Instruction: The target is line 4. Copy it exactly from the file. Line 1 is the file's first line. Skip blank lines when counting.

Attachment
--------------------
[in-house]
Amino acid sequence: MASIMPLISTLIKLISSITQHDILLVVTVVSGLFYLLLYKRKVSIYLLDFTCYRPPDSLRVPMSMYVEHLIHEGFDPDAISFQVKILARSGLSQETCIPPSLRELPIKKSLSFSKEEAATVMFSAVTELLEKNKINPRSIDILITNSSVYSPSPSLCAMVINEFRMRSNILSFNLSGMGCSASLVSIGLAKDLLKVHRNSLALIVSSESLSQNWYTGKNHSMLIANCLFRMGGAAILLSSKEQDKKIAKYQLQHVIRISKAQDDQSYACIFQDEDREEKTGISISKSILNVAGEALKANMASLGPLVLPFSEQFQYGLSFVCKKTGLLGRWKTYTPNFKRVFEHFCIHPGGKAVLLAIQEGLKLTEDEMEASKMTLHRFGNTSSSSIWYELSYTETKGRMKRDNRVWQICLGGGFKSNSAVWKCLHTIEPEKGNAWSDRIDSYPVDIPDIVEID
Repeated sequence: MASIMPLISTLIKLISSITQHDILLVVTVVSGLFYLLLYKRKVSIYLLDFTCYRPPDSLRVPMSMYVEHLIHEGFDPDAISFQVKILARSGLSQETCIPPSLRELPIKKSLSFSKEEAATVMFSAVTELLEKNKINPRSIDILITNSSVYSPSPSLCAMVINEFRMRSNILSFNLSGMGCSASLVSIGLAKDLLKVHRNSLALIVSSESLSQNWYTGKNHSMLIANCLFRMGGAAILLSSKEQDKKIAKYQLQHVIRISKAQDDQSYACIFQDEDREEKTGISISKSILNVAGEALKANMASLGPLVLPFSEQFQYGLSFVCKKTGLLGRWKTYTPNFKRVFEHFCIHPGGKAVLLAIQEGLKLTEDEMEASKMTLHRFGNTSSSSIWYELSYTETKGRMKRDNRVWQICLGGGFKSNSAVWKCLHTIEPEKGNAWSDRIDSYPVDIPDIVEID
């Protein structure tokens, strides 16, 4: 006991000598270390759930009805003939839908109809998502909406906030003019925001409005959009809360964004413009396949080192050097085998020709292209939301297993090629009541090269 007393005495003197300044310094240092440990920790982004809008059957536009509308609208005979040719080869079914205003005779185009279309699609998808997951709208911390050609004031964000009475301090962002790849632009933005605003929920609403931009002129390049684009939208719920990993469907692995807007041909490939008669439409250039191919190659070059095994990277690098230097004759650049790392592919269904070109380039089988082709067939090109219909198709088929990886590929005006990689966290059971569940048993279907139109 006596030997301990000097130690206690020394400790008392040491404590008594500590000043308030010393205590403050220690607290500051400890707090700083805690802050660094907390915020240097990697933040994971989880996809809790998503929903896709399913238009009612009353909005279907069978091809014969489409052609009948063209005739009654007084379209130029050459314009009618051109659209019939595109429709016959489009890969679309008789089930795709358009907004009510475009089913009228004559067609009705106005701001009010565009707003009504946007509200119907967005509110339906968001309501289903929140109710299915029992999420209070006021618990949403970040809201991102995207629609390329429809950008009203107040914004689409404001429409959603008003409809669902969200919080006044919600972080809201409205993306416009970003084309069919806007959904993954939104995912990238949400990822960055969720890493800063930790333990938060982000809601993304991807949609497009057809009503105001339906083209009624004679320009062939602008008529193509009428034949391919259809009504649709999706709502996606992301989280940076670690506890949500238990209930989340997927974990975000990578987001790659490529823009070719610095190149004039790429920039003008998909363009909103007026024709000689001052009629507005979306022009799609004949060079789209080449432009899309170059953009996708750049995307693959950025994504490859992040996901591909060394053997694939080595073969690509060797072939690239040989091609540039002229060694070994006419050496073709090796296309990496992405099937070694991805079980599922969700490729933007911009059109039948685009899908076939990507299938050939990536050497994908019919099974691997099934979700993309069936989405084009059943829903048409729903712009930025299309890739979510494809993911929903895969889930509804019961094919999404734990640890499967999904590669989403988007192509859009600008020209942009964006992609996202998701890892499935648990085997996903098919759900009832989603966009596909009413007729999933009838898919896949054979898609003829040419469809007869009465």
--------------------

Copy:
């Protein structure tokens, strides 16, 4: 006991000598270390759930009805003939839908109809998502909406906030003019925001409005959009809360964004413009396949080192050097085998020709292209939301297993090629009541090269 007393005495003197300044310094240092440990920790982004809008059957536009509308609208005979040719080869079914205003005779185009279309699609998808997951709208911390050609004031964000009475301090962002790849632009933005605003929920609403931009002129390049684009939208719920990993469907692995807007041909490939008669439409250039191919190659070059095994990277690098230097004759650049790392592919269904070109380039089988082709067939090109219909198709088929990886590929005006990689966290059971569940048993279907139109 006596030997301990000097130690206690020394400790008392040491404590008594500590000043308030010393205590403050220690607290500051400890707090700083805690802050660094907390915020240097990697933040994971989880996809809790998503929903896709399913238009009612009353909005279907069978091809014969489409052609009948063209005739009654007084379209130029050459314009009618051109659209019939595109429709016959489009890969679309008789089930795709358009907004009510475009089913009228004559067609009705106005701001009010565009707003009504946007509200119907967005509110339906968001309501289903929140109710299915029992999420209070006021618990949403970040809201991102995207629609390329429809950008009203107040914004689409404001429409959603008003409809669902969200919080006044919600972080809201409205993306416009970003084309069919806007959904993954939104995912990238949400990822960055969720890493800063930790333990938060982000809601993304991807949609497009057809009503105001339906083209009624004679320009062939602008008529193509009428034949391919259809009504649709999706709502996606992301989280940076670690506890949500238990209930989340997927974990975000990578987001790659490529823009070719610095190149004039790429920039003008998909363009909103007026024709000689001052009629507005979306022009799609004949060079789209080449432009899309170059953009996708750049995307693959950025994504490859992040996901591909060394053997694939080595073969690509060797072939690239040989091609540039002229060694070994006419050496073709090796296309990496992405099937070694991805079980599922969700490729933007911009059109039948685009899908076939990507299938050939990536050497994908019919099974691997099934979700993309069936989405084009059943829903048409729903712009930025299309890739979510494809993911929903895969889930509804019961094919999404734990640890499967999904590669989403988007192509859009600008020209942009964006992609996202998701890892499935648990085997996903098919759900009832989603966009596909009413007729999933009838898919896949054979898609003829040419469809007869009465």